For anyone who’s got right heart issues, I love it in right heart issues because it keeps the blood forward flowing to the left. It does definitely work great with right ventricular dysfunction.

It is excreted or metabolized by the renal system. If you have renal failure, is it a complete contraindication or you just be careful with it?

We use less of a dose a lot of times. That’s what I’ve seen clinically, and then if there are deep concerns, they can use dobutamine instead. I haven’t even seen the combination. Instead of using milrinone, they might use dobutamine with a dose of nitroprusside to get the afterload effect. You can do a couple of different things.

We mentioned here in your book hypokalemia and thrombocytopenia.

Hypokalemia, a lot of times, you see increased contractility. Potassium can come down. With dobutamine and milrinone, it’s always good to know what the potassium is, and then anticipate that it can go down. The other thing is often you’re using these drugs with diuretics as well. You’re using them with loop diuretics because they’re in heart failure. It’s another reason to keep a close eye on potassium.

A vial of medication with a syringe and stethoscope nearby

ICU Cardiac Medication: With dobutamine and milrinone, it’s always good to know what the potassium is and then anticipate that it can go down.

 

I was not familiar with the thrombocytopenia side effect of it. Is that for long-term use maybe?

I’d have to honestly look up the mechanism of why. I don’t remember off the top of my head why, but it is listed in almost every textbook you look at as a side effect. I’d have to dig and look up why.

Dobutamine

That’s fine. My guess is it is probably over a period of time. I feel like in most drugs, the longer you’re on it and dose-dependent and how high of a dose is usually how a lot of these potential side effects arise. The last one we’re going to talk about on this show is dobutamine. We’ve already mentioned it quite a bit because it sounds like it’s a great adjunct for various types of needs, whether that would be sepsis or whether you need a little bit of extra squeeze with some dilatation.

We use it in cardiac dysfunction and heart failure or if you’ve got right or left heart failure. We use it in lots of different situations. A couple of things about dobutamine are it’s quick on, quick off. This is not one you titrate fast. Even though it’s a catecholamine, it’s a catecholamine inotrope. For any inotropic drug you use, you want to start the drug and give the patient some time.

When you titrate this drug, you’re titrating two measures of cardiac output. Not blood pressure. I’m going to be super clear about that. You do not titrate this drug to blood pressure because I’ve seen that done clinically erroneously. You want to see if there’s urine output picking up. Is their skin looking better? If you have a central line, a lot of times what we’ll do is spot-check ScvO2, Saturation of Central Venous Oxygen where you draw blood from the triple lumen, get your baseline, and see where you’re at. When you start dobutamine, you should see the ScvO2 go up.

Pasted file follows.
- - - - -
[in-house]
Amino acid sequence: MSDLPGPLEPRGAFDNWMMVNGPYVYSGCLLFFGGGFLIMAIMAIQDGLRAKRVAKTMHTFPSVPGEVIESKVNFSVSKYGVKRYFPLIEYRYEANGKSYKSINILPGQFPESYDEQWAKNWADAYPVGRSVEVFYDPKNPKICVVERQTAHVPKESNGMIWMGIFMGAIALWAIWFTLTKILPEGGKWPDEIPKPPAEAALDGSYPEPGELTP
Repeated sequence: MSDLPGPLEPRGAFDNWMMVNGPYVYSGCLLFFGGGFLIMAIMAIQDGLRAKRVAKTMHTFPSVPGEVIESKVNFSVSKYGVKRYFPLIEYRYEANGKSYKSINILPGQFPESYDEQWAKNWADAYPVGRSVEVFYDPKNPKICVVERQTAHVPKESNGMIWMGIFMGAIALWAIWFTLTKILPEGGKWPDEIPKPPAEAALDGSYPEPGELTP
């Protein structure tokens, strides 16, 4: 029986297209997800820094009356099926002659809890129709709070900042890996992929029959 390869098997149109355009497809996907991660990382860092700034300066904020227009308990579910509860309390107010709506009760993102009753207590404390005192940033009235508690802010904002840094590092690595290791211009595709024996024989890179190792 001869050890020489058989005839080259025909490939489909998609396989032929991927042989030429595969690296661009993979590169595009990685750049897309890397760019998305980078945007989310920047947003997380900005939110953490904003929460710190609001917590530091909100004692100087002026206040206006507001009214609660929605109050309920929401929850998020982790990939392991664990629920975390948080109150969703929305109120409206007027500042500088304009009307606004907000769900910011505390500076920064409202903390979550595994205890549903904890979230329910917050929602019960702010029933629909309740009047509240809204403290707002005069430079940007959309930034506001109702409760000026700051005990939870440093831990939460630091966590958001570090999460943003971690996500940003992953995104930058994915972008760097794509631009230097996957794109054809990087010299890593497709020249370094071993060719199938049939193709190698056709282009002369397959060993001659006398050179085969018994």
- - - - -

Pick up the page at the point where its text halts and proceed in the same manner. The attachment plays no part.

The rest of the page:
Book Cover Image for Critical Care Survival Guide

Critical Care Survival Guide

Identify its effectiveness by measures of contractility. If you’re lucky enough to have a cardiac output and stroke volume measure, those numbers should go up. The SVR probably is going to come down because there is some vasodilatory effect to it. Most patients will start 2 mics per kilo per minute, then you might go up to 3, and see how they do. If they need more, then you might go up to 5. You want to give this drug some time to work. It’s not a fast-titrating drug. Your vasopressors for hypotension, you go fast but you’ve got to come back down fast too. Your inotropes, you’re going to give the patient more time. How much time? I don’t know. We might start it and give them 15 to 30 minutes, see how they do, and then reassess from there. Again, reassessing a contractility measure is not by blood pressure.

Thank you for clarifying that.

Watch the tachycardia. They can get tachycardic from this drug. That’s one thing you’ve got to watch out for. Watch the tachycardia with this drug.

I see here dyspnea. That’s probably also from tachycardia, like shortness of breath. “I have an SVT. I can’t breathe.” Thank you so much, Nicole. This was enlightening. I had fun discussing all these different drugs with you. I hope our audience enjoyed it as well. Let people know how to find this book. Go to the website, which is NicoleKupchikConsulting.com.

I have a tab for it on my website. I’m excited. It was crazy. I did not realize what a need there was in healthcare for this book. We’ve sold in the first couple of days over 1,000 books. We’ve been head down trying to get these books fulfilled. For anyone who works with critically ill patients, I’m hoping this becomes your go-to. In the future, I plan on making an app. I need some time to figure all that out, but I’m hoping to have an app for it and keep making enhancements and updating. A couple of new vasopressors are being studied right now. We’ll see what the future shows with those, but I’ll update it as needed.

Thank you so much. Follow Nicole on Instagram. She always posts wonderful things and shares a lot of insight there. Make sure you’re following her. As always, thank you. I appreciate you for tuning in and we’ll see you guys in the next episode. Thanks, Nicole.